Monday, 23 April 2007

The gospel according to Star Wars

The Barth scholar John McDowell has just released a new book, entitled The Gospel according to Star Wars – and he talks about the book in a guest-post for LeRon Shults.

I’ve always loved the original Star Wars trilogy, and I’ve watched the films numerous times over the years (as a little boy, I always wanted to be like Darth Vader). But in spite of my admiration for Star Wars, it seems I have an important and fundamental disagreement with John McDowell. Apparently, he likes the new trilogy as well – whereas I think these films were mournfully, disgracefully, irredeemably bad in every way (okay, except for the martial arts choreography).

But I’ll try not to hold this against McDowell; and I’ll certainly look forward to reading the book.

12 Comments:

Michael F. Bird said...

Ben,
I still thinks Star Wars gives us the best Analogy of the Adam - Christ typology in the Anacan - Luke dynamics, i.e. Luke suceeds where Anacan fails!

Terry said...

Ben, the day has come: you have uttered heresy with your Marcionesque statements about Episodes I-III.

A deacon, by the grace of God, said...

I've always suspected that I'm a spiritually shallow guy, because I just can't make myself sit through any of the Star War movies. I get the symbolism, I love the things that people like Joseph Campbell say about them, and some of the people I most admire see them as profound parables. But I still fall asleep in them. Mea culpa, mea culpa, mea maxima culpa...

Brian said...

I'm curious to know what a Barth scholar (assuming he is also a Barthian to some degree) would do with the pantheism of "the force." This has always been my major reservation regarding the Star Wars movies.

Bruce Yabsley said...

I happened to see the fight scene from the end of Episode I recently (in isolation), and was reminded of how good it was. You can feel the danger, watching it. I think this reflects not only the quality of the choreography, but that Darth Maul was played by a martial artist.

As to the theology, Yoda's famous "fear leads to anger ..." speech in Ep I has some heft to it, but I agree that the rest is just dreadful. In particular, the midichlorian pseudo-scientific material is trying far too hard, by contrast to the "luminous beings are we" approach of the original films: that stuff may have been hokey, but it wasn't strained, and(within the story) it was believable; it hung together as a piece of fantasy.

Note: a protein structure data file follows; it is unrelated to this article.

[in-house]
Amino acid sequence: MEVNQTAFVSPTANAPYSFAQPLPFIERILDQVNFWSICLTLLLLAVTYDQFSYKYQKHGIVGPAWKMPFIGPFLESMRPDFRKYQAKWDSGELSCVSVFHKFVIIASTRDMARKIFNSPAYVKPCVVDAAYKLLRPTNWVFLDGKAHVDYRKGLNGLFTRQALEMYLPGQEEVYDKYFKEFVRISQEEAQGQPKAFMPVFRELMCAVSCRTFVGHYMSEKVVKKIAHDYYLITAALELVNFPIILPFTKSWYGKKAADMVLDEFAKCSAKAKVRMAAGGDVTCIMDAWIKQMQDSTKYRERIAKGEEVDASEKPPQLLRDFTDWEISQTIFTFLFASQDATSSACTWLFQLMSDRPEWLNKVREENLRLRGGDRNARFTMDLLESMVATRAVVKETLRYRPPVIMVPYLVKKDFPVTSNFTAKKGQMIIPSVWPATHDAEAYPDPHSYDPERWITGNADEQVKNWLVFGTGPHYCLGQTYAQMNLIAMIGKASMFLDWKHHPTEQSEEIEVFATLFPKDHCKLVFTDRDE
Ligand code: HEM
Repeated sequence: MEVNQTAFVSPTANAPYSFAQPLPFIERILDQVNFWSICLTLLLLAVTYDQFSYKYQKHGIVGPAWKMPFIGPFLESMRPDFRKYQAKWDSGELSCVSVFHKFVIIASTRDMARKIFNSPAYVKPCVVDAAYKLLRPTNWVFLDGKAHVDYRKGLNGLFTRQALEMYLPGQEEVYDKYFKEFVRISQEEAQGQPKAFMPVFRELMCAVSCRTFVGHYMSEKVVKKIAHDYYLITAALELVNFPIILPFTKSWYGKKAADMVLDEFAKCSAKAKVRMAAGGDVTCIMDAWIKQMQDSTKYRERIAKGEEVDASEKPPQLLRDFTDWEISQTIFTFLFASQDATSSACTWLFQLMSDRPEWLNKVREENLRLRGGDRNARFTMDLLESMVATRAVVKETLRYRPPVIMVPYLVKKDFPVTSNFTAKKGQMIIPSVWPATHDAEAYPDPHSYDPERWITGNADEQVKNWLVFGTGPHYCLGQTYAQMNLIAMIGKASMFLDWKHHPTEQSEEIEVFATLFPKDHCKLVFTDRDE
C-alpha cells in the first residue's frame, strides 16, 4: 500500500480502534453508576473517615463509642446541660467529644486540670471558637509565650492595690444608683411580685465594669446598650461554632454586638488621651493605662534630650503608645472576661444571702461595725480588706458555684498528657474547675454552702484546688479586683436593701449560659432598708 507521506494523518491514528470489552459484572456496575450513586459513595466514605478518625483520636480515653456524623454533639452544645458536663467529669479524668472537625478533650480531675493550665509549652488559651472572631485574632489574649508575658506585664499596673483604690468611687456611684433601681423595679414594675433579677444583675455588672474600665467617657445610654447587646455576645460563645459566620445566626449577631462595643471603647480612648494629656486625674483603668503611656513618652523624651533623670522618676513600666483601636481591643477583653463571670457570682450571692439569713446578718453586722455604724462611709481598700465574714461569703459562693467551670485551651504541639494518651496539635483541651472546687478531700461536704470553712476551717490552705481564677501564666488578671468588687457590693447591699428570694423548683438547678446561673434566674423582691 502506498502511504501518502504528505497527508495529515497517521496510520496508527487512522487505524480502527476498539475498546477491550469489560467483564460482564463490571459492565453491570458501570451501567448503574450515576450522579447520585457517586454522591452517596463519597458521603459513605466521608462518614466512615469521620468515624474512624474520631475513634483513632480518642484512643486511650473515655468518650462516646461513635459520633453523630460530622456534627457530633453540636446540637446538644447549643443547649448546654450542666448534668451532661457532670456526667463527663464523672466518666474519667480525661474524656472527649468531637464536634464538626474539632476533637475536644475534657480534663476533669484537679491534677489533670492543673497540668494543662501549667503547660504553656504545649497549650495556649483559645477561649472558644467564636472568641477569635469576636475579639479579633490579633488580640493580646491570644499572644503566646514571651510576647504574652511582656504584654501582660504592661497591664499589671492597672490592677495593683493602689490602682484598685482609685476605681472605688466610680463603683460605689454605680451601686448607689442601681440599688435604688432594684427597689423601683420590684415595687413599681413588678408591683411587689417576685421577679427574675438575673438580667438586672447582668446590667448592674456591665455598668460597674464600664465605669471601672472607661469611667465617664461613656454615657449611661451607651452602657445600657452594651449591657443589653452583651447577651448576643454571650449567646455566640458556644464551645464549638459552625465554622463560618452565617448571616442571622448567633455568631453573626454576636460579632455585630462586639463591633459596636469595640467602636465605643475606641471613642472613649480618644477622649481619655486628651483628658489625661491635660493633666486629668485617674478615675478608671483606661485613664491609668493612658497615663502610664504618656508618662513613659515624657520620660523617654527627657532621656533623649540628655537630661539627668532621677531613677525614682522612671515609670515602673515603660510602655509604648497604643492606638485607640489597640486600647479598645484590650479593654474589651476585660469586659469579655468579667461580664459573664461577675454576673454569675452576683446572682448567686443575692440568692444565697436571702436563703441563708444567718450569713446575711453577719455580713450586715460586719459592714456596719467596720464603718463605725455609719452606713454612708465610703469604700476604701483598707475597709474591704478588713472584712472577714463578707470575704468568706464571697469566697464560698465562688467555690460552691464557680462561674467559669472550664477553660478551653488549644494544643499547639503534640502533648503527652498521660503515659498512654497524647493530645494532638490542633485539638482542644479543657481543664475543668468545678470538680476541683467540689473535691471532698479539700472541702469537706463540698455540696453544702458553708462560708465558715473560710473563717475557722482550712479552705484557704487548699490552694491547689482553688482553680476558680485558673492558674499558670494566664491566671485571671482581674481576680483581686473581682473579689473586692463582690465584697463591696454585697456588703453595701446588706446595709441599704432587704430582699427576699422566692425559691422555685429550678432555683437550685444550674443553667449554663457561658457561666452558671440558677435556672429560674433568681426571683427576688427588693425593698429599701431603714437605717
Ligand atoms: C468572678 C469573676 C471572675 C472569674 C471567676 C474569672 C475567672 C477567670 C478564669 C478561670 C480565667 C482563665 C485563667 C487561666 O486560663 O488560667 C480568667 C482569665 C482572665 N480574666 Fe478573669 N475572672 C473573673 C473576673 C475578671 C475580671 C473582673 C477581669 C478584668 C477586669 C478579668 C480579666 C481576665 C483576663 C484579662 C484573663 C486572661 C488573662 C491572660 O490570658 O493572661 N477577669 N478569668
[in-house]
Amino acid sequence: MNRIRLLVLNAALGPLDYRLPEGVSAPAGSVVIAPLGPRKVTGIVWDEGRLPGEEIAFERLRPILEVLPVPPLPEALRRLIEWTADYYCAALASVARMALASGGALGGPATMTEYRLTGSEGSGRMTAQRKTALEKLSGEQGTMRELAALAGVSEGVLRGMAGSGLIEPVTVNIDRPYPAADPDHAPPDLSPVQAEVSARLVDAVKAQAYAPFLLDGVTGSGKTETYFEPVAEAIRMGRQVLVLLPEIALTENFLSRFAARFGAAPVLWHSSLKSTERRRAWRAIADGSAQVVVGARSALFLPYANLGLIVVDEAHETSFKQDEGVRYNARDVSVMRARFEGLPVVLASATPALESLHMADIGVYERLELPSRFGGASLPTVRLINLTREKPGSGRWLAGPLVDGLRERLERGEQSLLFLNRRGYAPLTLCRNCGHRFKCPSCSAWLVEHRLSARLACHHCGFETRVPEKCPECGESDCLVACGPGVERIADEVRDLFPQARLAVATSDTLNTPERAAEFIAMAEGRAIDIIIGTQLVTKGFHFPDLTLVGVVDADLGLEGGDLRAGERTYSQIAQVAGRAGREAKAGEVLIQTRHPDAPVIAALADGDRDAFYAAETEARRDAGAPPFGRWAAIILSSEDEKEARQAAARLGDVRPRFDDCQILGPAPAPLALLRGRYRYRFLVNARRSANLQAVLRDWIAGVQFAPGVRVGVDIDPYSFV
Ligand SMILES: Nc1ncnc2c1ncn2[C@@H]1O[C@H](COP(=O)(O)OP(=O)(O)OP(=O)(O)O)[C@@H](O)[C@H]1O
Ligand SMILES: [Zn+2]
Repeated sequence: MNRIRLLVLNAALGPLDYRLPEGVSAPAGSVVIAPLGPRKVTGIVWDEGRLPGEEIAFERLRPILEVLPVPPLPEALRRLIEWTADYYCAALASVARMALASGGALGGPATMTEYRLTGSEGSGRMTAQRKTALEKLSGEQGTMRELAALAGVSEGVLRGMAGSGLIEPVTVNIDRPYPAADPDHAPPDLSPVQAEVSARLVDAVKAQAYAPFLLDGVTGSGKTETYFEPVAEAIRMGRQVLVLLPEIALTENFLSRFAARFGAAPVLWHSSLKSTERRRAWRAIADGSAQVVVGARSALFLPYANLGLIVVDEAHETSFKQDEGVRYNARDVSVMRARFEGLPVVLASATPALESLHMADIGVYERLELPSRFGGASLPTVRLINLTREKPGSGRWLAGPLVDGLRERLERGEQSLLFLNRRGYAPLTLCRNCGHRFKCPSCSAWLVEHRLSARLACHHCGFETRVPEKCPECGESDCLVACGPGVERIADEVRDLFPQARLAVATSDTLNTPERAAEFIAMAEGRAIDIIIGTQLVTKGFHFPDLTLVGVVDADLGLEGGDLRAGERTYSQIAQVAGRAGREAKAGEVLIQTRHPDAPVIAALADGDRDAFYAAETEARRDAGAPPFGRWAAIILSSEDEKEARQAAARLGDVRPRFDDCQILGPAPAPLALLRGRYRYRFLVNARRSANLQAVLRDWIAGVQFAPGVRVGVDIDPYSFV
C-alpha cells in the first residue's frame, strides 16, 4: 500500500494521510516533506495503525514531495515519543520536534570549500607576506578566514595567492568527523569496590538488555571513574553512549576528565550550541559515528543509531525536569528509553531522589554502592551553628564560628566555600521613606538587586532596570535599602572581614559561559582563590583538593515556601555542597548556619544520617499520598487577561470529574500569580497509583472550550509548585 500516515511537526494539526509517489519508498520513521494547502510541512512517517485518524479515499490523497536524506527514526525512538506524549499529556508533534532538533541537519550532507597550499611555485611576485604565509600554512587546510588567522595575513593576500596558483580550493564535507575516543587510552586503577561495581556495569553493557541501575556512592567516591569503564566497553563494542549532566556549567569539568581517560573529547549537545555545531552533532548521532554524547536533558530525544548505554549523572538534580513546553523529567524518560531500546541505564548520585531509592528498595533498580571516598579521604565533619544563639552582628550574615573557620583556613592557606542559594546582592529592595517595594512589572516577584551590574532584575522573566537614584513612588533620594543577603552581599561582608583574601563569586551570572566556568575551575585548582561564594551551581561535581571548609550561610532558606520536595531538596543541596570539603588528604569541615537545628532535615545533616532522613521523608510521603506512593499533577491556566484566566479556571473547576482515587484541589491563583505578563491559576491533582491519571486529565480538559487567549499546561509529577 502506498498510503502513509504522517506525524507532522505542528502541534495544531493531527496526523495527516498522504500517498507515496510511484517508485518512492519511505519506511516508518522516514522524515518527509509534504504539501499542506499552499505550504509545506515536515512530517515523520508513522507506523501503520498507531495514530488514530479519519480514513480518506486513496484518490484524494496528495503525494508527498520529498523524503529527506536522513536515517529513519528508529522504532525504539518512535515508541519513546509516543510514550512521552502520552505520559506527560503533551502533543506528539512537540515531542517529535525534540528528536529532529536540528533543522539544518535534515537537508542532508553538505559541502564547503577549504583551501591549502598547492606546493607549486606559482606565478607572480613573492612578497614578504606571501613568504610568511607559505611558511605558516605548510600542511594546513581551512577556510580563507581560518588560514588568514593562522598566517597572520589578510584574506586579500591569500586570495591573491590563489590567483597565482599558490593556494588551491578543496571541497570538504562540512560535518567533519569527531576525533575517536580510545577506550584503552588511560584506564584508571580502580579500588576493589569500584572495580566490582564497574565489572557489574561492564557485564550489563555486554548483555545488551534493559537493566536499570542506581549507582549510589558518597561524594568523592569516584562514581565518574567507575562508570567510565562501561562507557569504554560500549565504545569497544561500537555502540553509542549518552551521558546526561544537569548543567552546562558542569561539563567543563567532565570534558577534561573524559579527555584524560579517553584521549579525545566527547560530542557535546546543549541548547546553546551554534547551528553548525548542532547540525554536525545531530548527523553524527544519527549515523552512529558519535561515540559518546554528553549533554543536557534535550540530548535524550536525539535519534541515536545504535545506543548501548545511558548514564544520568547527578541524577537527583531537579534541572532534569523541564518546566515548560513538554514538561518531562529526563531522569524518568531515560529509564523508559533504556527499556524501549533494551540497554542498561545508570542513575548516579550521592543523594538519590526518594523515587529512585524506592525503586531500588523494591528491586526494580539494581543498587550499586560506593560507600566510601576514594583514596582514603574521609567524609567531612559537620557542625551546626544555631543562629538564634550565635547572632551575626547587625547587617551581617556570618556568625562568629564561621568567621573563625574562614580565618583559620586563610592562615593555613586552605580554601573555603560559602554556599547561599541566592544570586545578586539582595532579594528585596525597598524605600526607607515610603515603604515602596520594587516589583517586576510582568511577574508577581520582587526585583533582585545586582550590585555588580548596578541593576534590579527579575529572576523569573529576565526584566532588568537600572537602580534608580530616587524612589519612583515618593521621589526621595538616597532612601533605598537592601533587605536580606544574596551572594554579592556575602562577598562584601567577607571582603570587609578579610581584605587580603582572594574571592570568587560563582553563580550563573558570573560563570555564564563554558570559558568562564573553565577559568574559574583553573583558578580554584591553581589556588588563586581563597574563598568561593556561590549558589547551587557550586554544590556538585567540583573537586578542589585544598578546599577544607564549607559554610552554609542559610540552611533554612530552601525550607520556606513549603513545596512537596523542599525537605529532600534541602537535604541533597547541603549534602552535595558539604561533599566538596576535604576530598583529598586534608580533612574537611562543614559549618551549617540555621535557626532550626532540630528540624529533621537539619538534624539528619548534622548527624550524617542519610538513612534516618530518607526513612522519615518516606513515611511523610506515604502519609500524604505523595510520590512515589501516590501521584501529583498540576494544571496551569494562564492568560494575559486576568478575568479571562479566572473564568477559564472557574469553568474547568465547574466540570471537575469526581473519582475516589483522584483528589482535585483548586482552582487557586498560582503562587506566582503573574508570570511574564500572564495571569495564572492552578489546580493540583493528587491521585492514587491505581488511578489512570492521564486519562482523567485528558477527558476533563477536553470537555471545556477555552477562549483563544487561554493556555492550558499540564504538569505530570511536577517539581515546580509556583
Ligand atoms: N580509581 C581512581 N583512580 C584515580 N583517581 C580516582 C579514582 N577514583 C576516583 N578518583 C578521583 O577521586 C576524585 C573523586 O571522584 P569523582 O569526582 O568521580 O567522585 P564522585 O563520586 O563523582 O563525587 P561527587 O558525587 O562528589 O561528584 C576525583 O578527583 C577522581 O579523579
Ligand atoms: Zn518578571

My biggest complaint is with the anthropology. In the original films, Darth Vader is a charismatic villian. He has a well-defined sense of humour: of mischief, even. There is no sign of this whatsoever in the Anakin character as written, or portrayed, in the prequels. So it's unclear how that is supposed to fit together. I could go on, but I probably shouldn't.

Dharmashaiva said...

"The force" may seem pantheistic, but pantheism has a precise definition incorporating notions of non-supernaturalism and so forth. As far as I know, the revelations we've been given about "the force" just do not address super-nature at all.

Paul Buckley said...

An open blog comment to publishers:

Please stop titling books The Gospel According to ... . Overworked as this is, it's now a cliche. When I see it, I groan. (Just as I groan when people continue to make cheap, distracting puns on the name of N.T. Wright, but I won't harp on that here.)

Brian said...

Dharmashaiva,

Thanks for the comment, but I'm afraid I don't quite follow. Can you unpack and clarify it a little more?

Dharmashaiva said...

Pantheism is commonly defined as the notion that 'God' is limited to the totality of the matter/energy cosmos.

Insofar as 'the force' seems to be the closest 'God-thing' in the Star Wars saga, and since the force is definitely a type of material-energy, you could argue for the force being pantheistic. But it's not entirely clear to me that the Star Wars universe totally rejects a super-nature, a God.

Anonymous said...

re: the force, the prequel's introduction of the idea of mitichlorians as a heritable biological basis for the force renounces any notion of a democratic or meritocratic spirituality, and instead posits that god/the force only speaks to and can be spoken to by adepts. if the star wars indeed has a god, it is an elitist and capricious one.

Nance said...

Thanks for the heads up on the book; the title is(as the aforementioned prequel films are also) terrible, but it's Star Wars. If the focus in the book is on the original trilogy, then it may at least be a fun read.

egrantdavis said...

As a student of process theology and a fanatic of the Star Wars series, and briefly reading the thoughts of this web-site, it might just be that "Star Wars Theology" because it opens the possibility of "other peoples on other worlds" could be "panenthestic."

If the God of even the Judeo-Christian heritage is god and created all, "the force" gives us reason to think beyond our little planet circling around a third rate star.

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